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South Carolina’s historic Hunting Island lighthouse located near Beaufort, was originally constructed in 1859 and rebuilt in 1875 after it was destroyed during the Civil War. A unique feature of this lighthouse is that it was constructed of interchangeable cast-iron sections so that it can be dismantled and moved. Of course as fate would have it, severe beach erosion made it necessary to move the lighthouse inland to keep the Atlantic Ocean from dragging her into the sea. So in 1889 it was move 1.3 miles from the old site located on the north end of the island. After the move, the lighthouse continued to provide safe passage for mariners until it was deactivated in June of 1933.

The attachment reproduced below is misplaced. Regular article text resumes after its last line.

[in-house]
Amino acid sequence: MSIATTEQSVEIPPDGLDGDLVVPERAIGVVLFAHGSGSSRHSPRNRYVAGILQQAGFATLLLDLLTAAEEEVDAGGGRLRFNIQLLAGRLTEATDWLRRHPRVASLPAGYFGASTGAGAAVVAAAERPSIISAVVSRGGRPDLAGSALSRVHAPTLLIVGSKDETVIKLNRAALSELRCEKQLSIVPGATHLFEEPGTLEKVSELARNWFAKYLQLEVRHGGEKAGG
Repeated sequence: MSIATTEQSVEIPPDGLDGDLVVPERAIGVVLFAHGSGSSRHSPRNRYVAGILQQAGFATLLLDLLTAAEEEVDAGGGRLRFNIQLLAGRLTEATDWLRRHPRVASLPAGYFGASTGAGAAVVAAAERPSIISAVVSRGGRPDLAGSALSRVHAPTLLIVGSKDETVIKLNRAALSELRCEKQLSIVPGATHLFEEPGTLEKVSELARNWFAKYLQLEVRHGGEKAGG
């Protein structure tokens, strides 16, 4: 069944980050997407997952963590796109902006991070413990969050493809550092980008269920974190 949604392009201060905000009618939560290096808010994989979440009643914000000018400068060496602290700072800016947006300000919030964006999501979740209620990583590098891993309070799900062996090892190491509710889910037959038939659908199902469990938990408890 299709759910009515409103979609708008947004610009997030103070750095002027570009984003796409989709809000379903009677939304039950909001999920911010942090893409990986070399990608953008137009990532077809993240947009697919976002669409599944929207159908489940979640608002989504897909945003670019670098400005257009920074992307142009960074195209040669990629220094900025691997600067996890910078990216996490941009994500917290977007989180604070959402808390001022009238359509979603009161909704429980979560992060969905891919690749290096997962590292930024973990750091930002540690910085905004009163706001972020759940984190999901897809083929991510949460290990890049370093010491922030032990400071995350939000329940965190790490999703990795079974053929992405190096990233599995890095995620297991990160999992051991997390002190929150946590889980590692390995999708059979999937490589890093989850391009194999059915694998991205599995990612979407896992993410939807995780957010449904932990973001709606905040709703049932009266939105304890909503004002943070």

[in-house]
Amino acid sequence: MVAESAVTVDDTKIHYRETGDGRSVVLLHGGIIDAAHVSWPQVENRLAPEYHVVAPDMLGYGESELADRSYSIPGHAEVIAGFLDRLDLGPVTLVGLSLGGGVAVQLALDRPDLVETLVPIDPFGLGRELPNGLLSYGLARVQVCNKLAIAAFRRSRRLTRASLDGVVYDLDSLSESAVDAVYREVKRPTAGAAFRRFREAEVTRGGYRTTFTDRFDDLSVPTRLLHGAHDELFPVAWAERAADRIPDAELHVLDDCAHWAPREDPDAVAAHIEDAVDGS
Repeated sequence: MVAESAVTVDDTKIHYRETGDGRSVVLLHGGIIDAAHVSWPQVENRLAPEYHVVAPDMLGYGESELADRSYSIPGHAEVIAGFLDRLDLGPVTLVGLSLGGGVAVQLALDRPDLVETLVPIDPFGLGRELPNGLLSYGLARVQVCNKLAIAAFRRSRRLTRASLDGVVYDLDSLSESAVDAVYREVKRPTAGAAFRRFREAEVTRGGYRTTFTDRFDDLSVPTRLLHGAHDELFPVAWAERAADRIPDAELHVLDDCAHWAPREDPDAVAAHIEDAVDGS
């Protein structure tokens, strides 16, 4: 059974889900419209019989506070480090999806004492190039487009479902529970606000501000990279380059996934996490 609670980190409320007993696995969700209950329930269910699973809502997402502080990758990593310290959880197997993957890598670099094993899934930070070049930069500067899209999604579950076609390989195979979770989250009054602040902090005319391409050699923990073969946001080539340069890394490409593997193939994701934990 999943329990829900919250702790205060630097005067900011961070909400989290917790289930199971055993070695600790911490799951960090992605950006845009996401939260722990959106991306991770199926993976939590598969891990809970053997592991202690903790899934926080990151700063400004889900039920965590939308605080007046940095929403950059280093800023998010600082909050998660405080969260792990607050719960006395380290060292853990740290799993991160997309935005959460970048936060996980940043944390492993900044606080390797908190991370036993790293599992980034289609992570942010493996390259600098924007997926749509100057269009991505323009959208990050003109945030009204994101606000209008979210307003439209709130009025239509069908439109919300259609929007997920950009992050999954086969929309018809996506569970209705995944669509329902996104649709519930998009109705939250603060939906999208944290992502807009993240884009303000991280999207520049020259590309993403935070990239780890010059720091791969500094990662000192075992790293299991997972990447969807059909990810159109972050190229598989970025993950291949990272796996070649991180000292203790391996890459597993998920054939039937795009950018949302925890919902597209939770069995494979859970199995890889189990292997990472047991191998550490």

The only lighthouse in the state that’s open to the public, you can visit the Hunting Island Lighthouse seven days a week until 5pm from Memorial Day to Labor Day and other times by appointment. To get there, take US-21 east of Beaufort to Hunting Island State Park. Visitors may climb to the top of the lighthouse and from the top platform, for those who are adventurous enough to climb the spiral staircase, you can get a bird’s eye view of the Atlantic Ocean, the park and surrounding the marshes from about 132 feet above the ground. The light is no longer in service but had a second-order Fresnel lens. The tower is 132.5 feet and there are 167 steps to the observation deck. The park collects a 50¢ fee to climb the steps, but that’s a small price to pay for such a beautiful, panoramic view.